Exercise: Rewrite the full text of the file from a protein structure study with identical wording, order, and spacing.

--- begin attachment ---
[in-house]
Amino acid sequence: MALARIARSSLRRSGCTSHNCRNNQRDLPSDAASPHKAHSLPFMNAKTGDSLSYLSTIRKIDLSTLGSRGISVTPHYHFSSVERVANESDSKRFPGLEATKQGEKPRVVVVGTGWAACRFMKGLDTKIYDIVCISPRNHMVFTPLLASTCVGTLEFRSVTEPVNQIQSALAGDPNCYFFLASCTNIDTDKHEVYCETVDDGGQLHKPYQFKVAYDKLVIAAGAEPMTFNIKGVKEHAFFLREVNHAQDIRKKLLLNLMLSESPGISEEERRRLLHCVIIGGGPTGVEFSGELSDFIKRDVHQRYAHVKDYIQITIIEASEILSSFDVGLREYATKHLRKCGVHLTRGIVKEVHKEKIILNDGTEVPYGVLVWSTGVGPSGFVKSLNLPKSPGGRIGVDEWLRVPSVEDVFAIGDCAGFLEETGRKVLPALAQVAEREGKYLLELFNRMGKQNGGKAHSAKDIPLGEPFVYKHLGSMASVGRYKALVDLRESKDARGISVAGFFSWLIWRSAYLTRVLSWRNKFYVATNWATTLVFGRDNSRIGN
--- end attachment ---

[in-house]
Amino acid sequence: MALARIARSSLRRSGCTSHNCRNNQRDLPSDAASPHKAHSLPFMNAKTGDSLSYLSTIRKIDLSTLGSRGISVTPHYHFSSVERVANESDSKRFPGLEATKQGEKPRVVVVGTGWAACRFMKGLDTKIYDIVCISPRNHMVFTPLLASTCVGTLEFRSVTEPVNQIQSALAGDPNCYFFLASCTNIDTDKHEVYCETVDDGGQLHKPYQFKVAYDKLVIAAGAEPMTFNIKGVKEHAFFLREVNHAQDIRKKLLLNLMLSESPGISEEERRRLLHCVIIGGGPTGVEFSGELSDFIKRDVHQRYAHVKDYIQITIIEASEILSSFDVGLREYATKHLRKCGVHLTRGIVKEVHKEKIILNDGTEVPYGVLVWSTGVGPSGFVKSLNLPKSPGGRIGVDEWLRVPSVEDVFAIGDCAGFLEETGRKVLPALAQVAEREGKYLLELFNRMGKQNGGKAHSAKDIPLGEPFVYKHLGSMASVGRYKALVDLRESKDARGISVAGFFSWLIWRSAYLTRVLSWRNKFYVATNWATTLVFGRDNSRIGN